THE SHEER CONFIDENCE OF JOHN PATMOS
The Revelation of John, the last book in the Bible, arises out of crisis. Rarely does the writer give us a clear picture of the trouble, but we know, reading between the lines, that there on the fringes of the Roman Empire believers were hanging on for life. You can almost see them, a little band of Christians, surrounded in the pagan cities. What are they going to do?
Interestingly, Revelation begins with great shouts of praise. You might expect the vision to begin in despair. After all, the early church Is in trouble with the Empire is stepping up its persecution. But unexpectedly, Revelation has these outbursts of exuberant praise. The vision begins, not in despair, but in doxology, in praise, in cadences which scholars believe were derived from some of the hymns of Christian worship. John shouts, “To him who loves us and freed us from our sins by his blood, and made us to be a kingdom, priests serving his God and Father, to him be glory and dominion forever and ever. Amen.”
John, who should have been overwhelmed by trouble, responds with an overwhelming affirmation of the grace and triumph of God in Christ. John sees God decisively entering the world in Jesus Christ and busily reclaiming a lost world. John declares:
“Look! He is coming with the clouds, every eye will see him, even those who pierced him; and on his account all the tribes of the earth will wail. So it is to be. Amen.” John, imprisoned on the island of Patmos responded to all the uncertainty around him by affirming God’s victory in Jesus Christ. John makes sweeping claims. What happens in Jesus is not something that is merely personal or private. The events of the text are very public. Cosmic even. Matters of vast importance are being addressed. Seemingly impossible problems are being defeated.
Our Reformed faith has a peculiar vigor in the face of all the vicissitudes of life. We are to give our full commitment to God in the confidence that God alone sustains and governs human destiny. Therefore we are not overwhelmed by the ragged edges of human existence. Trusting God, we can face life squarely and dispense with the feverish attempt to find security in wealth or success or any other form of human achievement. John Calvin, the great Reformer in Geneva, wrote about this in his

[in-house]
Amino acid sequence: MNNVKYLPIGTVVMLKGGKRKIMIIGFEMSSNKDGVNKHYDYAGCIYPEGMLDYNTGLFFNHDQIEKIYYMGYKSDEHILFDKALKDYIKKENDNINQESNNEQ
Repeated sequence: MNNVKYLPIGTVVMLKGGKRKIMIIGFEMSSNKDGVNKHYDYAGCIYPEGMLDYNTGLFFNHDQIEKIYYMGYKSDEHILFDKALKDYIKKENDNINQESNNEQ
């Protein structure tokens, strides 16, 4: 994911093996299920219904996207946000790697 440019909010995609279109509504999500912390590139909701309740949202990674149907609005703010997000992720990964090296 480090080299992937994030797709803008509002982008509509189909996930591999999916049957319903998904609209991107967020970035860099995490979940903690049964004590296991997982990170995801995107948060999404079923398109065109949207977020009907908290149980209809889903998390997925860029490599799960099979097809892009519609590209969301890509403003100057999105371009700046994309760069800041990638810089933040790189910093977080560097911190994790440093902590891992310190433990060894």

Institutes of the Christian Religion
. The following passage written in 1539 is remarkably timely:
“The great necessity of this disposition will appear if we consider the numerous accidents to which we are subject. Diseases of various kinds frequently attack us: at one time, the pestilence is raging; at another, we are cruelly harassed with the calamities of war; at another time, frost or hail, devouring the hopes of the year, produces sterility, which brings us to penury; a wife, parents, children, or other relatives are snatched away by death; our dwelling is consumed by fire; these are the events, on the occurrence of which men curse this life…reproach God….But it behooves a believer, even in these events, to contemplate the clemency and truly paternal goodness of God.”
And with all those troubles as the realistic context for the Christian life, Calvin went on to publish the French Psalter, a hymnbook for the Reformed churches which includes this robust declaration of faith, “I greet thee, whom my sure redeemer art.”
As we cope with the consequences of COVID-19, please remember that our God is not some distant, aloof, and uncaring deity. Nor is God some sympathetic but essentially powerless being. God not only cares, but also acts. God has sovereign power to heal the brokenness around us and in us. --SCW